On Sunday an Islamist gunman attacked a panel discussion on “Art, blasphemy and the freedom of expression” being held at a cultural center in Copenhagen:
One of the panel speakers, and the likely target of the attack, was Swedish artist Lars Vilks, who appeared on the March 2013 al Qaeda magazine Inspire “hit list,” along with Charlie Hebdo’s Charb, Ayaan Hirsi Ali, and others. Vilks has faced many perils, some of them in the U.S., since drawing a sketch of Muhammad a decade ago.
I am particularly proud of my own Cato Institute for publishing and recently hosting Danish editor Flemming Rose, who like Vilks appears on the al-Qaeda hit list. Rose is foreign editor of Jyllands-Posten, the newspaper in Denmark that published the famous Muhammad cartoons and nearly a decade later remains heavily guarded by police. In the wake of Sunday’s attack, I decided to tweet some highlights from a November Cato panel in which author Jonathan Rauch, known for his writings in defense of free speech (and an old friend), interviewed Rose about his new book The Tyranny of Silence and its implications. Referring to the famed page of Muhammad cartoons:
Remember, this panel was taped in November, which makes Rose’s next comment especially poignant:
A major theme of the conversation was hate speech laws, widely adopted in Europe, but not in the United States due to our First Amendment jurisprudence:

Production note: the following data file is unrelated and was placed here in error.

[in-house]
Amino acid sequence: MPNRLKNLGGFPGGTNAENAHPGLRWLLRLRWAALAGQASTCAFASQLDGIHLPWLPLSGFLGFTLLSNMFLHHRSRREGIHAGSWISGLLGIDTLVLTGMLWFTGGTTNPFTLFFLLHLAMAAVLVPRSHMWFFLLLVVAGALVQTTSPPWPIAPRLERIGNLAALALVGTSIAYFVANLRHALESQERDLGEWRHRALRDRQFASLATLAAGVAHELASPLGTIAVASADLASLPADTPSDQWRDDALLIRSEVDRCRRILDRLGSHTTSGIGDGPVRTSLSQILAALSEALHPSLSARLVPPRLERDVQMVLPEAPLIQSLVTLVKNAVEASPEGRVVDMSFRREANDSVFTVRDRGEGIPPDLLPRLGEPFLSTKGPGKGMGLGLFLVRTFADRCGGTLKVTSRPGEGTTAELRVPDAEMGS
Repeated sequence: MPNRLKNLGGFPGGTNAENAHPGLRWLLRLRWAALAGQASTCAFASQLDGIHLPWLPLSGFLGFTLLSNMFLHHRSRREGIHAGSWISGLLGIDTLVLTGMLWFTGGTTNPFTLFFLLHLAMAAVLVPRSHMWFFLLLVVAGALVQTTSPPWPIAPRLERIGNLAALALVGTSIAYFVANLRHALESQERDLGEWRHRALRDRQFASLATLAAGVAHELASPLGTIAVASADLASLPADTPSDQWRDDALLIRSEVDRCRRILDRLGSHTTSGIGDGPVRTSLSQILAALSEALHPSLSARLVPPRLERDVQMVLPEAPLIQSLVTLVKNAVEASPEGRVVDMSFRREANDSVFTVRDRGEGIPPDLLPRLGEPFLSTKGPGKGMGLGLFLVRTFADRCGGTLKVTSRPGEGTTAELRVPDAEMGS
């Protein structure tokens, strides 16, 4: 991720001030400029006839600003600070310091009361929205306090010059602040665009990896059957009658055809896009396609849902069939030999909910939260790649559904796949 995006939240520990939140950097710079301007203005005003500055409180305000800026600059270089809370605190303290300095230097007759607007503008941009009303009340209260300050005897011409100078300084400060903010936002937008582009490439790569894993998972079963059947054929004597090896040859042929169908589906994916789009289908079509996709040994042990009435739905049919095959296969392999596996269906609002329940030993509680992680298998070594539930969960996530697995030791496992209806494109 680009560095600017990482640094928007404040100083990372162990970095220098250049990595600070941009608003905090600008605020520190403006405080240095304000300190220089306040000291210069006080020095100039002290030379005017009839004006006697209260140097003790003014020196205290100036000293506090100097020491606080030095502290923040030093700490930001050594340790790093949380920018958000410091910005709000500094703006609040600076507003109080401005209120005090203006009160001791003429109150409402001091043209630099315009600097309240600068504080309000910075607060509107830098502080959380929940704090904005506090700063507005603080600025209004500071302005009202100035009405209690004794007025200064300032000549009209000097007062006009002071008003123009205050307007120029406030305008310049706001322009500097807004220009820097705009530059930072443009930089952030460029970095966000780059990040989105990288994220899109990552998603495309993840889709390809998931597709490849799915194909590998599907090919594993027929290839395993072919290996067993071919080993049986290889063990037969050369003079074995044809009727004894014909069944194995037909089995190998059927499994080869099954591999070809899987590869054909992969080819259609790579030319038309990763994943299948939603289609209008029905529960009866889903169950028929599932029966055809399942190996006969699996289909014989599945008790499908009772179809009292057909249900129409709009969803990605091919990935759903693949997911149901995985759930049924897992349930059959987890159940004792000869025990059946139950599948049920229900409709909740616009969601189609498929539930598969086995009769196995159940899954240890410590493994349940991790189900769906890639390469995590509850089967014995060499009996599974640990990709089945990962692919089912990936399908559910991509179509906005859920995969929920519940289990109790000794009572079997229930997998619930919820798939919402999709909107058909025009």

“It basically boils down to a wrong reading of the reasons behind the Holocaust,” Rose said (31:30). It wasn’t free speech that cleared a path for the Nazis: “In Weimar Germany you had hate speech laws on the books” (32:15). And in fact the “vast majority” of European hate speech laws now in effect date not to the period after 1945, but to that since the fall of the Berlin Wall (34:30)
Now the idea is ramifying:
While the U.S. Supreme Court has been a bulwark against hate-speech prohibitions, their advocates have made some inroads in academia:
But it’s complicated:
Which drew in Greg Lukianoff himself with a comment:
This was to become the most shared entry in my series:
There was also a side conversation (you can read it here) about a comment by Lars Vilks, the attacked Swedish artist:
I read “meaningless” in this context to stand for “futile”: a madman unable to achieve his goal does not become sane, but may switch projects. The way to make an attack on speech futile is make clear that the resented speech will continue unbowed or even intensified, as Vilks has done by continuing to pursue his work and proclaim his views in public and without apology — good advice for us on this side of the Atlantic, too.
Earlier on the Charlie Hebdo attack; on wobbling U.S. leadership in international forums on the speech topic; on blasphemy laws, and my piece in Time last month, “Blasphemy Is at the Front Lines of Free Speech Today“.